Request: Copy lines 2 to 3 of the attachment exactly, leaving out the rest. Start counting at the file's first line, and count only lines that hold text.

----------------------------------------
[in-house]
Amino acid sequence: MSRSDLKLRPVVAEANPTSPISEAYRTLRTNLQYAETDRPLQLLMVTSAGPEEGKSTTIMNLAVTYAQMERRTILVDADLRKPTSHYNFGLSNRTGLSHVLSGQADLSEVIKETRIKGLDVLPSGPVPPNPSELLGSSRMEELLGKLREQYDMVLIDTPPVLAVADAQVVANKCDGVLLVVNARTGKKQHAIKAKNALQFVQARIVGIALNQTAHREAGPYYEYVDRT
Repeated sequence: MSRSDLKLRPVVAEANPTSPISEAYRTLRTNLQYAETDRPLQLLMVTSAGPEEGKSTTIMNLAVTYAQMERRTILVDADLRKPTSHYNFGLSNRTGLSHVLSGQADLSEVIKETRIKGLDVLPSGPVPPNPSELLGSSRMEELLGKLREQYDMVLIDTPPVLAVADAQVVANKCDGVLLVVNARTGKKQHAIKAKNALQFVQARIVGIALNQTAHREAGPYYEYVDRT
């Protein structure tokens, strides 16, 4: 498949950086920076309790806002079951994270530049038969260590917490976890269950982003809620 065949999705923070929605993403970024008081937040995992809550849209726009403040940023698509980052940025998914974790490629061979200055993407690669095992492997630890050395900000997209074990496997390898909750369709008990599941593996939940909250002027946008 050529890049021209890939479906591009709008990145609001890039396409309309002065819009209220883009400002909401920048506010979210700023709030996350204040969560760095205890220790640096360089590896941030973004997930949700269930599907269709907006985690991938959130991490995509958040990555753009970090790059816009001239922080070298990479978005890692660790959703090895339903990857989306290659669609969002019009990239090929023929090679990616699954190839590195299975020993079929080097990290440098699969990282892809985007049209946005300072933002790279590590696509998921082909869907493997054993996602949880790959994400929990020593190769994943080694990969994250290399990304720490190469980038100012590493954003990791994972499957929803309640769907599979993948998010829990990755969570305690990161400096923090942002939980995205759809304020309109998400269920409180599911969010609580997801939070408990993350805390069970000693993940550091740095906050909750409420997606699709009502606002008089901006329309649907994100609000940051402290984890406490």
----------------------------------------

Amino acid sequence: MSRSDLKLRPVVAEANPTSPISEAYRTLRTNLQYAETDRPLQLLMVTSAGPEEGKSTTIMNLAVTYAQMERRTILVDADLRKPTSHYNFGLSNRTGLSHVLSGQADLSEVIKETRIKGLDVLPSGPVPPNPSELLGSSRMEELLGKLREQYDMVLIDTPPVLAVADAQVVANKCDGVLLVVNARTGKKQHAIKAKNALQFVQARIVGIALNQTAHREAGPYYEYVDRT
Repeated sequence: MSRSDLKLRPVVAEANPTSPISEAYRTLRTNLQYAETDRPLQLLMVTSAGPEEGKSTTIMNLAVTYAQMERRTILVDADLRKPTSHYNFGLSNRTGLSHVLSGQADLSEVIKETRIKGLDVLPSGPVPPNPSELLGSSRMEELLGKLREQYDMVLIDTPPVLAVADAQVVANKCDGVLLVVNARTGKKQHAIKAKNALQFVQARIVGIALNQTAHREAGPYYEYVDRT